Doctor of Philosophy
Institute for Superconducting and Electronic Materials
Zhuang, Jincheng, STM Investigation of Silicene, Doctor of Philosophy thesis, Institute for Superconducting and Electronic Materials, University of Wollongong, 2016. https://ro.uow.edu.au/theses/4874
Silicene, the silicon-based counterpart of graphene, has attracted intensive interest due to its unique characteristics and a wide range of promising applications. In this thesis, we investigate its growth mechanism, EPC strength, and oxygen adsorption functionality. The details are as following:
1. Epitaxial growth mechanism of silicene layers fabricated on a Ag(111) surface by MBE deposition were reported in this chapter. The coverage effect and the structural defects have been identified by using STM imaging. It is found that substrate temperature plays a critical role in determination of the silicene superstructures. Several types of defects are observed in different silicene superstructures, which are most likely induced by the low coverage effect or the interface lattice mismatch between silicene and Ag(111). Furthermore, the silicene sheet prefers to initially arise at the terrace edge of the substrate. Our results imply that the growth mechanism of all silicene superstructures follows the Stranski-Krastanov growth mode.
2. The special coupling between Dirac fermion and lattice vibrations, in other words, electron phonon coupling, in silicene layers on an Ag(111) surface was probed by in-situ Raman spectroscopy. The tensile strain, induced by the lattice mismatch between silicene and the substrate, and the charge doping from the substrate, modulate EPC strength. The Raman spectrum clearly reveals evolution of defect peaks with coverage of silicene layers. The peaks at low frequency correspond to the different electron scattering modes occurring at the zigzag and armchair edges. This work implies that Raman spectroscopy allows unambiguous, fast, and nondestructive identification of silicene layers, which is critically lacking in this emerging research field so far.
3. Monolayer silicene grown on Ag(111) surfaces prove a band gap that is tunable by oxygen adatoms from semimetallic to semiconducting type. We find that the adsorption configurations and amounts of oxygen adatoms on the silicene surface perform as the critical factors for band gap engineering, which is determined by different buckling degrees in √13×√13, 4×4, and 2√3×2√3 superstructures. The Si-O-Si bonds are the most energy-favored species formed on √13×√13, 4×4, and 2√3×2√3 structures under oxidation, which is verified by in-situ Raman spectroscopy as well as first-principles calculations. The silicene monolayers retain their structures when fully covered by oxygen adatoms. Our work demonstrates the feasibility of tuning the band gap of silicene with oxygen adatoms, which, in turn, expands the base of available two-dimensional electronic materials for devices with properties that is hardly realized with graphene oxide.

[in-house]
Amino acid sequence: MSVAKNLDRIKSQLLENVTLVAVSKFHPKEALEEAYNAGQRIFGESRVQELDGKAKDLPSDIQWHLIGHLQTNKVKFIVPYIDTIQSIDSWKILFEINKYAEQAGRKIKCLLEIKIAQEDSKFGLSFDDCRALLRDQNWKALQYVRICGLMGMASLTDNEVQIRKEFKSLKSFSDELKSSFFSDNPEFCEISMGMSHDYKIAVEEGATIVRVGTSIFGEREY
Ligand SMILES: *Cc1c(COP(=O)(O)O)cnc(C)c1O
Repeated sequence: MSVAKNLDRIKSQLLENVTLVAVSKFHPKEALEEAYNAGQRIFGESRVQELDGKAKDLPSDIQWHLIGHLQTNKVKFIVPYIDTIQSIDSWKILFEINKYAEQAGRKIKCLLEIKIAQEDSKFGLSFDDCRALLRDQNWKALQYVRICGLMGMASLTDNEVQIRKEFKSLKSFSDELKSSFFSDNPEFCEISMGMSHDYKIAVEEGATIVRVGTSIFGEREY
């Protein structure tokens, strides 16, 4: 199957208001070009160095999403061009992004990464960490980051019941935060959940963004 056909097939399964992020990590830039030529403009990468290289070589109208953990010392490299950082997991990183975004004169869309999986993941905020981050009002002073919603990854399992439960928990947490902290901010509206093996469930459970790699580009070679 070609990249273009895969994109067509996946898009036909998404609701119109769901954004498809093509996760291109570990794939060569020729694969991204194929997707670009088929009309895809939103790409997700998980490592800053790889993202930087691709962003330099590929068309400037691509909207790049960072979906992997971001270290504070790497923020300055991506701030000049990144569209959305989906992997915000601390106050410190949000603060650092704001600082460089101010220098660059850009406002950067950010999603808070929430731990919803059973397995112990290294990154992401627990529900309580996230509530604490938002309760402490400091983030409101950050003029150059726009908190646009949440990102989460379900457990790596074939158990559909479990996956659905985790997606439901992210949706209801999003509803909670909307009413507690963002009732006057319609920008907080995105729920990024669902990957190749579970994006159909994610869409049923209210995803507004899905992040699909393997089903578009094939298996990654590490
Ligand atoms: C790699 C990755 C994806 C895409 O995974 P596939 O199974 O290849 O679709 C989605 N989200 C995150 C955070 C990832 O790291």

4. Epitaxial silicene shows a strong interaction with the substrate that dramatically affects its electronic structure. The role of electronic coupling in the chemical reactivity between the silicene and the substrate is still unclear so far. The hybridization between Si and Ag induces a metallic surface state, which can gradually decay by oxygen adsorption. XPS results manifest the decoupling of Si-Ag bonds as well as the relatively oxygen resistance of Ag(111) surface after oxygen treatment. First-principles calculations have also illustrated the evolution of the electronic structure of silicene during oxidation. It has been demonstrated experimentally and theoretically that the high chemical activity of 4×4 silicene is attributable to the Si pz state, while the Ag(111) substrate exhibits relatively inert chemical behaviour.
5. Silicene is a monolayer allotrope of silicon atoms arranged in a honeycomb structure with massless Dirac fermion characteristics, similar to graphene. It ensures development of silicon-based multifunctional nanoelectronic and spintronic devices operated at room temperature due to strong spin-orbit coupling. Nevertheless, until now, silicene could only be epitaxially grown on conductive substrates. The strong silicene-substrate interaction may depress its superior electronic properties. A quasi-free-standing silicene layer that has been successfully obtained through oxidization of bilayer silicene on the Ag(111) surface. The oxygen atoms intercalate into the underlayer of silicene, which can isolate the top layer of silicene from the substrate. In consequence, the top layer of silicene exhibits the signature of a 1×1 honeycomb lattice and hosts massless Dirac fermions due to much less interaction with the substrate. Furthermore, the oxidized silicon buffer layer is expected to serve as an ideal dielectric layer for electric gating in electronic devices. These findings are relevant for the future design and application of silicene-based nanoelectronic and spintronic devices.